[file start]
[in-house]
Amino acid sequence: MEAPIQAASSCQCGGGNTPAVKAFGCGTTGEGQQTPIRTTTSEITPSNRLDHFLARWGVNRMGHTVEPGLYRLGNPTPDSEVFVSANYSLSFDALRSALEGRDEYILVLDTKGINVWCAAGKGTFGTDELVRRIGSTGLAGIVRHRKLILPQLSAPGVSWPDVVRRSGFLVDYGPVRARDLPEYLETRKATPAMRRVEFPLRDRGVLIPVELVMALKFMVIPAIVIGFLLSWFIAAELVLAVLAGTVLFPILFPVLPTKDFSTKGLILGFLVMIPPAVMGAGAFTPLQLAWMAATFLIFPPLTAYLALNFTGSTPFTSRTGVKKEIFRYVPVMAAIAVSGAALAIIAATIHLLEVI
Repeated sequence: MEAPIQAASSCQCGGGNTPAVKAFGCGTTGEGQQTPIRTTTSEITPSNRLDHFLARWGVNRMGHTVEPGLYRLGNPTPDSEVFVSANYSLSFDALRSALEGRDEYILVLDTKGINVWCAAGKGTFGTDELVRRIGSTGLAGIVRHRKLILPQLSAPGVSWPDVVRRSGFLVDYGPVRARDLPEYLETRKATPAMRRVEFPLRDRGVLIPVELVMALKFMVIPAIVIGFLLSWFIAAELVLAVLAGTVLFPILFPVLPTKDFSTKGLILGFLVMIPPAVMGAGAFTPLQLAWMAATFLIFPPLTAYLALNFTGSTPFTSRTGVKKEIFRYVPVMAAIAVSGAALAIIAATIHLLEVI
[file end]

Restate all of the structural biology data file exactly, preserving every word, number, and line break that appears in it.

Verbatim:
[in-house]
Amino acid sequence: MEAPIQAASSCQCGGGNTPAVKAFGCGTTGEGQQTPIRTTTSEITPSNRLDHFLARWGVNRMGHTVEPGLYRLGNPTPDSEVFVSANYSLSFDALRSALEGRDEYILVLDTKGINVWCAAGKGTFGTDELVRRIGSTGLAGIVRHRKLILPQLSAPGVSWPDVVRRSGFLVDYGPVRARDLPEYLETRKATPAMRRVEFPLRDRGVLIPVELVMALKFMVIPAIVIGFLLSWFIAAELVLAVLAGTVLFPILFPVLPTKDFSTKGLILGFLVMIPPAVMGAGAFTPLQLAWMAATFLIFPPLTAYLALNFTGSTPFTSRTGVKKEIFRYVPVMAAIAVSGAALAIIAATIHLLEVI
Repeated sequence: MEAPIQAASSCQCGGGNTPAVKAFGCGTTGEGQQTPIRTTTSEITPSNRLDHFLARWGVNRMGHTVEPGLYRLGNPTPDSEVFVSANYSLSFDALRSALEGRDEYILVLDTKGINVWCAAGKGTFGTDELVRRIGSTGLAGIVRHRKLILPQLSAPGVSWPDVVRRSGFLVDYGPVRARDLPEYLETRKATPAMRRVEFPLRDRGVLIPVELVMALKFMVIPAIVIGFLLSWFIAAELVLAVLAGTVLFPILFPVLPTKDFSTKGLILGFLVMIPPAVMGAGAFTPLQLAWMAATFLIFPPLTAYLALNFTGSTPFTSRTGVKKEIFRYVPVMAAIAVSGAALAIIAATIHLLEVI